Calorie restriction on drinking days: an examination of drinking consequences among college students.
ABSTRACT This study examined the association between restricting calories on intended drinking days and drunkenness frequency and alcohol-related consequences among college students.
Participants included a random sample of 4,271 undergraduate college students from 10 universities.
Students completed a Web-based survey regarding their high-risk drinking behaviors and calorie restriction on intended drinking days.
Thirty-nine percent of past 30-day drinkers reported restricting calories on days they planned to drink alcohol, of which 67% restricted because of weight concerns. Restricting calories on drinking days was associated with greater odds of getting drunk in a typical week. Women who restricted were more likely to report memory loss, being injured, being taken advantage of sexually, and having unprotected sex while drinking. Men were more likely to get into a physical fight.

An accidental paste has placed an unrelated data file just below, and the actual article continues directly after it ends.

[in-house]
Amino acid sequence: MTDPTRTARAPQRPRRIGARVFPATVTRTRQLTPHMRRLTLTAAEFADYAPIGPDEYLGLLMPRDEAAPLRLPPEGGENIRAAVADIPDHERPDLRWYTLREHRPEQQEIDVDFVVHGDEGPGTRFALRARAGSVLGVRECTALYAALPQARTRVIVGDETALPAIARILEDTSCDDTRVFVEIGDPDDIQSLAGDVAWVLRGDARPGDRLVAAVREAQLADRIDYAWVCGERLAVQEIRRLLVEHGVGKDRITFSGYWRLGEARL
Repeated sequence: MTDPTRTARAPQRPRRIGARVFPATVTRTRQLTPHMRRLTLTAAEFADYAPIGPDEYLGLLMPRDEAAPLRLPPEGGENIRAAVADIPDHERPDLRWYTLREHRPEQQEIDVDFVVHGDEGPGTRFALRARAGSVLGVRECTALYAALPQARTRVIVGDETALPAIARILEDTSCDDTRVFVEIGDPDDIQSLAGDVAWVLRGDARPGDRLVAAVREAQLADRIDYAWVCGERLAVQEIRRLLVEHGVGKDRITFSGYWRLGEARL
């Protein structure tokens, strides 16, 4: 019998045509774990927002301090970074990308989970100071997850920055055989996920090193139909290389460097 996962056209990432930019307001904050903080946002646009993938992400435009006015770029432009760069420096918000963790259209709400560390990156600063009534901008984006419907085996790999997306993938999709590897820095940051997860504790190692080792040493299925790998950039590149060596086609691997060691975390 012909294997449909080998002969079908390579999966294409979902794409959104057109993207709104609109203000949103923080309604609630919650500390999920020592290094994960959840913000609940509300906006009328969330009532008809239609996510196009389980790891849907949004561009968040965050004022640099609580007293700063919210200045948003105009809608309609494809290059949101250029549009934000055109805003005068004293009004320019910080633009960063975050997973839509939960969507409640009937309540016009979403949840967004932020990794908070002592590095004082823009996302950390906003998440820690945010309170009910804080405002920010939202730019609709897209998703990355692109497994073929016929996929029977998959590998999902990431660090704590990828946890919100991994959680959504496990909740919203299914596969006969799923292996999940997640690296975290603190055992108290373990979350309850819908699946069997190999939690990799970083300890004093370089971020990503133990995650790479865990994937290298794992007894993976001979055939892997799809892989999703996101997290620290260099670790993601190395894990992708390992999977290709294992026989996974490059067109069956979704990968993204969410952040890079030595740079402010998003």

These results highlight the importance of considering weight control behaviors in the examination of high-risk college drinking.
- [show abstract] [hide abstract]
ABSTRACT: Examine the co-occurrence of alcohol consumption, physical activity, and disordered eating behaviors via a drunkorexia perspective. Nationally representative sample (n = 22,488) of college students completing the Fall 2008 National College Health Assessment. Hierarchical logistic regression was employed to determine if physical activity and disordered eating behaviors uniquely predicted binge drinking, while controlling for age, race, gender, year in college, Greek membership, and place of residence. Physical activity and disordered eating made unique, statistically significant contributions. Moreover, including physical activity and disordered eating behaviors allowed for the correct classification of an additional 431 cases (ie, binge drinkers) over and above the predictive ability of the covariate-only model. Findings corroborate prior research indicating highly active college students are more likely to binge drink than their nonactive peers, and highlight the potential of a drunkorexia perspective in explaining the counterintuitive alcohol-activity association among college students.Journal of American College Health 01/2012; 60(3):236-43. · 1.45 Impact Factor